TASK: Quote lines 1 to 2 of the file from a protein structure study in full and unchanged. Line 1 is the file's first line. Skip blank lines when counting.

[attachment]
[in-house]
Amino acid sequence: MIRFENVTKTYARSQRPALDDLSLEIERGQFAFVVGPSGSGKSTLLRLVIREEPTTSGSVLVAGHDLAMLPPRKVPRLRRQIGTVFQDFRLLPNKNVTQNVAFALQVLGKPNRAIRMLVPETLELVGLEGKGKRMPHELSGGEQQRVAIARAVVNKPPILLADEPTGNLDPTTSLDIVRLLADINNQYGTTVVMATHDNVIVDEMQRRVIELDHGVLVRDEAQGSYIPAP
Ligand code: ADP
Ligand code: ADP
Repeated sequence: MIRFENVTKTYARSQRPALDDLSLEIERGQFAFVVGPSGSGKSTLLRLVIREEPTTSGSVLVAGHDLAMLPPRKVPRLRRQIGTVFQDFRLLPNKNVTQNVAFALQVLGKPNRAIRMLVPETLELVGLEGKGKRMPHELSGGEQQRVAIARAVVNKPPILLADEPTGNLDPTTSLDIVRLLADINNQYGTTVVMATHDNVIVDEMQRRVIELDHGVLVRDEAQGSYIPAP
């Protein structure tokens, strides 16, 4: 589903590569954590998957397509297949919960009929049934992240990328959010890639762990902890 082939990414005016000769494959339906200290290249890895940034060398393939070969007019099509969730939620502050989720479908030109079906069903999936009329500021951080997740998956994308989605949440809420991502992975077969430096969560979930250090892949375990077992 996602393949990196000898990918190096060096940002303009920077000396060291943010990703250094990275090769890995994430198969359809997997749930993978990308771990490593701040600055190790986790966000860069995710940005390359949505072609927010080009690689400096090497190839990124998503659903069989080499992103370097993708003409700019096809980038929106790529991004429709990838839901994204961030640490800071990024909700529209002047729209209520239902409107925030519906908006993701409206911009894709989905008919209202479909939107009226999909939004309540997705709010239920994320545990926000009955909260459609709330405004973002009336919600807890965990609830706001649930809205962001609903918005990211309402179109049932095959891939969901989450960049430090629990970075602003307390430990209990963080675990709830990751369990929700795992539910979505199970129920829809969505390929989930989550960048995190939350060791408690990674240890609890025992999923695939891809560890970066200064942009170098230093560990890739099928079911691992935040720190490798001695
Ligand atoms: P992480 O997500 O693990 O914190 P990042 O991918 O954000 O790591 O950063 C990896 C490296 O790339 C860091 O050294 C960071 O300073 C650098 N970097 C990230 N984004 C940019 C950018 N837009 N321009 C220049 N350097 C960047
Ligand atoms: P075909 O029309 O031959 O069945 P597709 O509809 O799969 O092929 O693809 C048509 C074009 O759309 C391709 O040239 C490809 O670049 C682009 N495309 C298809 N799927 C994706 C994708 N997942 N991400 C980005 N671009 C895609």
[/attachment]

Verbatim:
[in-house]
Amino acid sequence: MIRFENVTKTYARSQRPALDDLSLEIERGQFAFVVGPSGSGKSTLLRLVIREEPTTSGSVLVAGHDLAMLPPRKVPRLRRQIGTVFQDFRLLPNKNVTQNVAFALQVLGKPNRAIRMLVPETLELVGLEGKGKRMPHELSGGEQQRVAIARAVVNKPPILLADEPTGNLDPTTSLDIVRLLADINNQYGTTVVMATHDNVIVDEMQRRVIELDHGVLVRDEAQGSYIPAP